Poster design and evaluation (Florence Dujardin)

20 Jan, 14.00 - 16.00, Arts 01.01
Posters are a form of academic communication popular not only in conferences but also in teaching and learning. The better the poster design, the more effective the poster will be. In this workshop you will explore principles for poster design and evaluation. These include understanding your audience, organising information, using graphic design making a favourable impression. There will opportunities to critique examples of academic posters.

Critique of learning outcomes (Geoff Hinchliffe)

26 Jan, 13.00 - 14.00, Enterprise Centre iLab
Every academic who writes a new module or revises an existing one knows about learning outcomes. According to one distinguished professor (Frank Furedi, University of Kent) they are a waste of time: complex academic study cannot be summarised in outcomes without gross oversimplification. Learning outcomes satisfy a bureaucratic mind that lives by objectives, whereas academic learning is all about process where outcomes are not always predictable. We shall be discussing some of these issues and what the implications are for our own teaching and module/curriculum design.
Anticipated learning outcomes
An understanding of the role of learning outcomes in teaching and learning – their benefits and their limits.

Creative Play Session (Stephanie Aspin)

4 March, 10.00 - 12.00, Lawrence Stenhouse Building (date and venue to be confirmed)
This is an interactive session which will explore the benefits of creative play for adults. This session is open to all UEA staff is applicable to all job roles, although it starts from the premise that play is essential to successful functioning in an academic context – that is, play is fundamental to effective teaching and research. The approach taken in the session is experiential and participants will be offered the opportunity to engage in creative play, followed by small-group discussion. As we will be using water-based paints and other art supplies participants are advised to wear suitable clothes. Aprons and all art materials will be provided.  Please note that this session may be fun!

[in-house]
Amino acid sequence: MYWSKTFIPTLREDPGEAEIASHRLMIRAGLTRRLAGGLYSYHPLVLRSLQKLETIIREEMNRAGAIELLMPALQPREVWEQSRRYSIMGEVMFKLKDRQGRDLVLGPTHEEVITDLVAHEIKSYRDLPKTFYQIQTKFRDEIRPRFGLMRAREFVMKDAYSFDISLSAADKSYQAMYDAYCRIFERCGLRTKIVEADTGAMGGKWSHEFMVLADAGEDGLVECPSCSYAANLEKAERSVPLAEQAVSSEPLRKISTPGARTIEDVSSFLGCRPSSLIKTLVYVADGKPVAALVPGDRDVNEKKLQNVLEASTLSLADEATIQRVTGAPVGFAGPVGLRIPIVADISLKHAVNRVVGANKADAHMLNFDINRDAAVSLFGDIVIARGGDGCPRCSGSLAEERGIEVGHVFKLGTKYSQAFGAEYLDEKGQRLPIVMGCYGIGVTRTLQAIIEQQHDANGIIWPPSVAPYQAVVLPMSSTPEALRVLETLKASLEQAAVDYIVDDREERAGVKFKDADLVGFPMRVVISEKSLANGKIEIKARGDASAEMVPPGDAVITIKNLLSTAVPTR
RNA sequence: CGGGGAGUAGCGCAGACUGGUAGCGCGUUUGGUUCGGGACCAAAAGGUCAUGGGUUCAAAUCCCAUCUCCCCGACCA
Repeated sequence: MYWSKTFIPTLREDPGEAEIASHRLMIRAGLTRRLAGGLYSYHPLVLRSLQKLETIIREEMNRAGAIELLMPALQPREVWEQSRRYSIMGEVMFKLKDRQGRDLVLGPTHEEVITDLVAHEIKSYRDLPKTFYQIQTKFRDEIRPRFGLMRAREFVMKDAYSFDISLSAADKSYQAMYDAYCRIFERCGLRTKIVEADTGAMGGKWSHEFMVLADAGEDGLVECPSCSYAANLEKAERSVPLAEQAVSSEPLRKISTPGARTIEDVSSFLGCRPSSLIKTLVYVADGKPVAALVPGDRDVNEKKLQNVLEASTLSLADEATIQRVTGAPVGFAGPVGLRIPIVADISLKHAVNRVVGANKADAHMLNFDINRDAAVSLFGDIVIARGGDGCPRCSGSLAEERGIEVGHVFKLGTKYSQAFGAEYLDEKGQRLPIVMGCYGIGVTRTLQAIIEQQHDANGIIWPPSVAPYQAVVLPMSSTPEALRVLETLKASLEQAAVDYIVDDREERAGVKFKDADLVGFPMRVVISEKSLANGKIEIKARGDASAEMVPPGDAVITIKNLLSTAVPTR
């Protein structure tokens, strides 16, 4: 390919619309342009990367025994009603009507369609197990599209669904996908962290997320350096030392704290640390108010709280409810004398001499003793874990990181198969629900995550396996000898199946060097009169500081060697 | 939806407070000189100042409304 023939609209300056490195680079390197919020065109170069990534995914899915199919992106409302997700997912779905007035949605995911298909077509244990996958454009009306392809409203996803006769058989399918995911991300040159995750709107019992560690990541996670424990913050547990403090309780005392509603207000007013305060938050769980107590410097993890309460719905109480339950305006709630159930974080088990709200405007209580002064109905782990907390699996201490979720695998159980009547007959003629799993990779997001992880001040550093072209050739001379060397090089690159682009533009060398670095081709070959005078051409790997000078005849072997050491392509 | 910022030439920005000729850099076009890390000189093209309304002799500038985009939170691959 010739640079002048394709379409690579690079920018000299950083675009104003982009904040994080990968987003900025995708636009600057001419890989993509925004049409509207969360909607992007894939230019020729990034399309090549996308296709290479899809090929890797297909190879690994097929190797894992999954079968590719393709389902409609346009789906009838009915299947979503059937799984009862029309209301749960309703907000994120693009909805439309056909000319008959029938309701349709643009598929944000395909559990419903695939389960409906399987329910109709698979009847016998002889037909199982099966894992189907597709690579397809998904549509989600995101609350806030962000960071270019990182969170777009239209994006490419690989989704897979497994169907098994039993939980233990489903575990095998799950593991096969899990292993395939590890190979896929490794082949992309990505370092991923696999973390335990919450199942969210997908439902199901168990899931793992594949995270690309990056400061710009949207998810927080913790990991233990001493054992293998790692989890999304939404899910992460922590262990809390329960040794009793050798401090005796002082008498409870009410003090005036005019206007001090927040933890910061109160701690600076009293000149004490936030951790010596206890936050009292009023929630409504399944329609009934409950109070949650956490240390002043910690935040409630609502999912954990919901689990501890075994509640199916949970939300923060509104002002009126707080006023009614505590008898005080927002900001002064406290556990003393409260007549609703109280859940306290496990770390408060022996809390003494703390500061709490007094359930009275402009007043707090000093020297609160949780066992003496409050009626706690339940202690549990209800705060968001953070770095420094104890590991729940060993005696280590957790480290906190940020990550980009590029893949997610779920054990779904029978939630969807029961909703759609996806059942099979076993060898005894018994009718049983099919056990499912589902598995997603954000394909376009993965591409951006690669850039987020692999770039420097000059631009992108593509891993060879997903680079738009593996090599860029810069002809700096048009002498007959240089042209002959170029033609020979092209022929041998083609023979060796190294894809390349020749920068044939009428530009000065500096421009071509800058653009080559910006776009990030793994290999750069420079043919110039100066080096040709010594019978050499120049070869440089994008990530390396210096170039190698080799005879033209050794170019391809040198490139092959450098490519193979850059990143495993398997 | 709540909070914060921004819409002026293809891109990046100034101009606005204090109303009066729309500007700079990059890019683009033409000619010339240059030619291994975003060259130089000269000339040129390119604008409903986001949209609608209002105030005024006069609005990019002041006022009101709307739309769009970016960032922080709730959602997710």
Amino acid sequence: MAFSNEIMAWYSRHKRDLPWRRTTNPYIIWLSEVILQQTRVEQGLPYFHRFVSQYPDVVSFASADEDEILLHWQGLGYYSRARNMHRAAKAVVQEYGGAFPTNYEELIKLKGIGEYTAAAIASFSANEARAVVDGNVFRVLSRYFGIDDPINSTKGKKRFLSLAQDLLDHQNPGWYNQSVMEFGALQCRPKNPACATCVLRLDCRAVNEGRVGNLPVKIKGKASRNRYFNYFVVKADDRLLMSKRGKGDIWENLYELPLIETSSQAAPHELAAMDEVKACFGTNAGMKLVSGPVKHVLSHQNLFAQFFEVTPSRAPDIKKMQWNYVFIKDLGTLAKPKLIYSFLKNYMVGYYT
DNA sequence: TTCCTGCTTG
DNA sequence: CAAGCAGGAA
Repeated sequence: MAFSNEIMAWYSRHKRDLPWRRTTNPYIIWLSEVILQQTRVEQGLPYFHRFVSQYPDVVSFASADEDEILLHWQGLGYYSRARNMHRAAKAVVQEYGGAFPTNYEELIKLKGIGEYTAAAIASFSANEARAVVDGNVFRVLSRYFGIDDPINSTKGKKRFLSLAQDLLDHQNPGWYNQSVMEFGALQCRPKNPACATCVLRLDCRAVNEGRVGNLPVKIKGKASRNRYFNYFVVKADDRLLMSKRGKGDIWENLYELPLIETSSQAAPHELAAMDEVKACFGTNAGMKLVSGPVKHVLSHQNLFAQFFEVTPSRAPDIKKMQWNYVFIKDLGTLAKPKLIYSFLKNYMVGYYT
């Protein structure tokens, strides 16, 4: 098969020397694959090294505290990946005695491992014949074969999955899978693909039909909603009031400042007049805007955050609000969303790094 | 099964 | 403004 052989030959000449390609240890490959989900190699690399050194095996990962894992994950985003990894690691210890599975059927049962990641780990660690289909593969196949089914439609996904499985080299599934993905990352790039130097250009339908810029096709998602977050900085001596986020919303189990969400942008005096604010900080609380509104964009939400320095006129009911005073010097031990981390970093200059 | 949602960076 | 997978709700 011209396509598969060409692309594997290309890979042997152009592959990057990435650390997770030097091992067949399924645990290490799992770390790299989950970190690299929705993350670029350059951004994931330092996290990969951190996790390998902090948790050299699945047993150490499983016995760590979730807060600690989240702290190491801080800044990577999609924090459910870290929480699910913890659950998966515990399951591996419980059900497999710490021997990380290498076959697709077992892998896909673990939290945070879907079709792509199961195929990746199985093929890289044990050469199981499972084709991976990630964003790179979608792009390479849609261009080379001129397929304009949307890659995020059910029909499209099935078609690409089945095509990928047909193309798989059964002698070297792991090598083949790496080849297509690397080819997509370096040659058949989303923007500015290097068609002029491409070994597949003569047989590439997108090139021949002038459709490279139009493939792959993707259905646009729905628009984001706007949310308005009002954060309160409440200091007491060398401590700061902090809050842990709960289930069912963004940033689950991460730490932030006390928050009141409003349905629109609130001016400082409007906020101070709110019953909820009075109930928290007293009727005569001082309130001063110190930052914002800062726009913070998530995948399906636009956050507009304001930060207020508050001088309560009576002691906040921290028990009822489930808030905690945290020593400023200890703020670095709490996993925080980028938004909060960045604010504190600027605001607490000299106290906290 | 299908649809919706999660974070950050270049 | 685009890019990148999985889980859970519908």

Using the graphic novel as a format for assessment
(Dr Jake Huntley (LDC) and Florence Dujardin)

27 April, 13.30–15.00, Arts 01.03
In this workshop you will explore how comics are constructed and what can be communicated in a medium that mixes textual and visual media. As well as considering narrative and the anatomy of such sequential art, there will opportunities to create simple visual narratives. The session will look at utilising the medium for learning and assessment, in particular as alternative to text-based reflective essays.


What is Person-Centred Teaching? (Stephanie Aspin)

4 May, 13.00 - 14.30, Arts 1.05
This seminar introduces the concept of ‘person-centred’ teaching starting from first principles, with the model put forward by psychologist Carl Rogers. Rogers’ proposition is a radical one: ‘It seems to me that anything that can be taught to another is relatively inconsequential’ (Rogers, 1952). In this seminar we will discuss Rogers’ proposal, in the context of the person-centred approach more broadly, and explore what implications it may have for our own teaching practices.


Using audio to enhance student engagement with feedback

Dr Anne Nortcliffe and Michelle Blackburn (Sheffield Hallam University)
Alicia McConnel (CTEL), and Florence Dujardin (CSED)

Monday 9 May, 09.30-12.30 and 14.00-16.00

Have you considered giving audio feedback to students? This workshop will help you get started with this alternative and efficient way of creating feedback and enhancing student learning. Giving oral feedback can be more pleasant and efficient than writing feedback, and students generally respond positively to the greater nuance of spoken comments.

The workshop will start with an active session from leading researchers in this area, Dr Anne Nortcliffe and Michelle Blackburn. They will outline student views and give practical guidelines for producing audio feedback. There will also be opportunities to create audio using your laptop, phone, or tablet and a demonstration of how you can use Blackboard to send the feedback to students.

Participants will need to bring:

  • a short sample of student work, to give audio feedback on a ‘real’ example
  • a digital device with a headset, with an audio recording app or application 

To book a place, contact T.York@uea.ac.uk